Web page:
The NFL Will Finally Allow Players To Wear Custom Cleats— With A Catch
Over the past few years, the NFL has gained a reputation as the “No Fun League,” and for good reason. The league has instituted and stringently enforced a number of rules seemingly designed to suck the fun out of the game for players and fans alike, including flag-happy referees putting a damper on any celebration that shows the faintest amount of creativity and league officials who are overly eager to slap players— including Odell Beckham Jr., DeSean Jackson, and Antonio Brown— with fines for having the nerve to wear custom cleats onto the field.
Thankfully, it seems like the NFL is finally coming to its senses. A few months ago, the league announced they would be relaxing their rules concerning excessive celebrations, and Darren Rovell is now reporting players will be able to wear custom cleats this season— sort of.
During pregame warm-ups, players can wear any design they want, so long as it doesn’t depict commercialized or trademarked logos, other than the league-approved footwear brands (Nike, Under Armour and Adidas). The cleats also can’t have anything that would be deemed offensive or express political views.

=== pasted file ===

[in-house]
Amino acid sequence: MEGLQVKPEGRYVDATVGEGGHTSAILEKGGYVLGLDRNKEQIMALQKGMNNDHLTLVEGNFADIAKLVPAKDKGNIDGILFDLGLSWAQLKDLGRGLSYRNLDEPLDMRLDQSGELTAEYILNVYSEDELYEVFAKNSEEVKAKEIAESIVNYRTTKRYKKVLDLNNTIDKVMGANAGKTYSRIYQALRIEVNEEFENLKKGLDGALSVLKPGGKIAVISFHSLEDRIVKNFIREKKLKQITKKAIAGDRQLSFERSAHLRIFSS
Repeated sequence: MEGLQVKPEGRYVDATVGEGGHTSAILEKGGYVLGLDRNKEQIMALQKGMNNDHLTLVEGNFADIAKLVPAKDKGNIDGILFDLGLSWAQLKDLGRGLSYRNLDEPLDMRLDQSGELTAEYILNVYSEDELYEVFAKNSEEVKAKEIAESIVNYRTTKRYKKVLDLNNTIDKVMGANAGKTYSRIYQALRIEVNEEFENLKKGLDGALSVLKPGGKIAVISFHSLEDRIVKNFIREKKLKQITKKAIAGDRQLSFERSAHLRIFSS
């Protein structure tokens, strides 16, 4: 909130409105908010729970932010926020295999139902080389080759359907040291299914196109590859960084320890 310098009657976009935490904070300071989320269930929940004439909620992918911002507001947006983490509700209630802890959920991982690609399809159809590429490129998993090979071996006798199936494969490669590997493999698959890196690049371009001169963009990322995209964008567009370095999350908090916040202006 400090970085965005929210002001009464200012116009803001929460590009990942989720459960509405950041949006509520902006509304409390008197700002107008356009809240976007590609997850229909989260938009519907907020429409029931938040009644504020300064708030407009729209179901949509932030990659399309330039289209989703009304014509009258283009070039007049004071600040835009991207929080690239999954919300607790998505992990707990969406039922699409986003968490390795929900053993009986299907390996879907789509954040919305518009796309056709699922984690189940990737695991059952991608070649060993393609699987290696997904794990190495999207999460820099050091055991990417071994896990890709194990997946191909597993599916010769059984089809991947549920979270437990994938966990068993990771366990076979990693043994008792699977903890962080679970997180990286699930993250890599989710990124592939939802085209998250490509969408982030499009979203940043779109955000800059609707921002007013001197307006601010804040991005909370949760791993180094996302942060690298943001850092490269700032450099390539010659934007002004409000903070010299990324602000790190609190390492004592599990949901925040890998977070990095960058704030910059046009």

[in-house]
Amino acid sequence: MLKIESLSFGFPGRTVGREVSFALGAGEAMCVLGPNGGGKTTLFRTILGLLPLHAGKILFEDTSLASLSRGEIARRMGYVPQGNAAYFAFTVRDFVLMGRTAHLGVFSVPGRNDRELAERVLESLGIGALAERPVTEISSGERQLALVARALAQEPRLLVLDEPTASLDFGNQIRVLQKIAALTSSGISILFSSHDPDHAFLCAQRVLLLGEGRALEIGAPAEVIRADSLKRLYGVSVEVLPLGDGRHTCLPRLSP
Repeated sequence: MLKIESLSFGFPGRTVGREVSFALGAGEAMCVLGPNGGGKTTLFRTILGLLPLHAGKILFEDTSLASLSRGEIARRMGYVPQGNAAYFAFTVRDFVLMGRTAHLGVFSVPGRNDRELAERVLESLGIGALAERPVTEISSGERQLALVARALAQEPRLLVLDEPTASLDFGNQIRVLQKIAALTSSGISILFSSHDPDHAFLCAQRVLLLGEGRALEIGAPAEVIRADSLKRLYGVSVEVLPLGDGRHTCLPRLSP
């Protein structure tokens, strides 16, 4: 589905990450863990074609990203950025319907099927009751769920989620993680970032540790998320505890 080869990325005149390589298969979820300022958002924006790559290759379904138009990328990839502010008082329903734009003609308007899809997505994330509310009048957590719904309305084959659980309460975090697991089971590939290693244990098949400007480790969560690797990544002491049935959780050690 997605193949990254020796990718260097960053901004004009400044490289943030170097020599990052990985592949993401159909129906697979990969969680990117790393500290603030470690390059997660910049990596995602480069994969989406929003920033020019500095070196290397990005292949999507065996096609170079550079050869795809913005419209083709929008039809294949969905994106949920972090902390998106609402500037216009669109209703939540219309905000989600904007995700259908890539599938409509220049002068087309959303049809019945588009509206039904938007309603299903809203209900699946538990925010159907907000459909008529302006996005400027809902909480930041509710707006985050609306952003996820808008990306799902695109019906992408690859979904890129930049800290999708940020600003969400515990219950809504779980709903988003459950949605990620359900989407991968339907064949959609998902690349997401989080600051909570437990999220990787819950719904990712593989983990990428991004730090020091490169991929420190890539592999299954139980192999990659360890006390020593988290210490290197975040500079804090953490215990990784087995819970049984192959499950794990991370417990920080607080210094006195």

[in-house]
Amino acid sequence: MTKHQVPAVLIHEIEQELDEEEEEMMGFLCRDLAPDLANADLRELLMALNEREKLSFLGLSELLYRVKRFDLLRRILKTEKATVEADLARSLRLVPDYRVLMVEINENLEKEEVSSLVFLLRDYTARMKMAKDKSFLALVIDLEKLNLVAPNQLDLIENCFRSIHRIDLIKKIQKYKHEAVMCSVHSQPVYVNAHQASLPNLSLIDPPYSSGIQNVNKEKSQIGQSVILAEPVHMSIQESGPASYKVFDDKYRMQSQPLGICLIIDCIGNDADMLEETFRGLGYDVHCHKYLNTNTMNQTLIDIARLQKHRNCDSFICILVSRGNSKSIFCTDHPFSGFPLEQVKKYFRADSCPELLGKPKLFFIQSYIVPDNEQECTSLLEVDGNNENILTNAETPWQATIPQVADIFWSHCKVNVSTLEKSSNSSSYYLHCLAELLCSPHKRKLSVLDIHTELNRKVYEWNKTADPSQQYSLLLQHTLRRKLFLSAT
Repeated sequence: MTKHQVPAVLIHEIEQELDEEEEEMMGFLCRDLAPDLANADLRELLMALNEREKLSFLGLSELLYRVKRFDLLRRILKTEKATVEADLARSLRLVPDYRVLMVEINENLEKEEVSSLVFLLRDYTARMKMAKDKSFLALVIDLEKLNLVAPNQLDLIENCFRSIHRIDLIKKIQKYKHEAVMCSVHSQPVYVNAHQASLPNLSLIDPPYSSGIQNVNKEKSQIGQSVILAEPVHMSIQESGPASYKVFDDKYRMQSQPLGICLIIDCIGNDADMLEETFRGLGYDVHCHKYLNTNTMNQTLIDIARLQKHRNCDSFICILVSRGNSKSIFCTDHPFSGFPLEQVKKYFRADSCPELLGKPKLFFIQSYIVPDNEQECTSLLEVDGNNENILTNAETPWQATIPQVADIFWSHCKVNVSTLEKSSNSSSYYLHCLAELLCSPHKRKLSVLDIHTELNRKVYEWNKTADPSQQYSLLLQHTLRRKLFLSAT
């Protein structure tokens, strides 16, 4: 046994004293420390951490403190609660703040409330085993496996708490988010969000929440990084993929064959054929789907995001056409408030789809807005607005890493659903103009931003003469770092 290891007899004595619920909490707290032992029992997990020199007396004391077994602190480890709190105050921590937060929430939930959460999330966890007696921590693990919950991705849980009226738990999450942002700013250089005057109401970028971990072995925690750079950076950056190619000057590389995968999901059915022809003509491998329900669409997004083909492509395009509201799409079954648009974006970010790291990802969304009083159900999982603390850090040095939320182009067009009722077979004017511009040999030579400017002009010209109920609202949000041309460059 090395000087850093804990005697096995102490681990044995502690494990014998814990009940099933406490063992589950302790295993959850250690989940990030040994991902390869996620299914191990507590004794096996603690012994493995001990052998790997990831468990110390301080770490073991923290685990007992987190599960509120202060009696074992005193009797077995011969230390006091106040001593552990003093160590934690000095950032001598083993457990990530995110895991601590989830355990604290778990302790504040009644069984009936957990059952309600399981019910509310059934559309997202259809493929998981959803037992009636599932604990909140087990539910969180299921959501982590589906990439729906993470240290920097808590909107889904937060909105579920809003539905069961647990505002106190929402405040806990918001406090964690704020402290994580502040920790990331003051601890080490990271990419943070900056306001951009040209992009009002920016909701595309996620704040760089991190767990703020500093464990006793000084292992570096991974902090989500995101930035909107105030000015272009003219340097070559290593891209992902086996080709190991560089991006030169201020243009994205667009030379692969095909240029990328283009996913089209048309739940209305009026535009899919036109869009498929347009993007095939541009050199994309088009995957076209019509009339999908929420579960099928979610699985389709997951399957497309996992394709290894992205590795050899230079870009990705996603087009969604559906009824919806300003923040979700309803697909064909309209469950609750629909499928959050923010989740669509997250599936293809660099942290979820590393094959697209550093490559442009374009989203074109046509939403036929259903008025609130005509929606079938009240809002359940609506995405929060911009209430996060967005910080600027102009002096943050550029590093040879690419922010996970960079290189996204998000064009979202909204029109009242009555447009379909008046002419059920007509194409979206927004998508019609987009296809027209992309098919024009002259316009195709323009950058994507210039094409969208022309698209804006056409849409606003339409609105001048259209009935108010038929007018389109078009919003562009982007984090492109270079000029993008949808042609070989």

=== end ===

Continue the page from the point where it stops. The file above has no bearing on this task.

Players were previously banned from wearing custom cleats on the field at any time. They will not be allowed to wear them onto the field during the actual game, although the league is relaxing their standards in regard to that aspect as well. In the past, cleats had to match the team’s dominant color, but players this season will be allowed to wear “solid black, solid white or a secondary team color.”
In fairness to the NFL, the league allowed players to wear custom cleats for a week last year as part of the My Cause, My Cleats campaign. The only catch was that the cleats had to be connected to a cause that players deeply cared about— a clause that the Eagle’s Dorial Green-Beckham failed to adhere to when he wore shoes designed by Kanye West in support of the non-existent “Yeezy Foundation.”
It’s unclear if Yeezys will be allowed on the field during games this year, but at least the NFL is making strides in the right direction.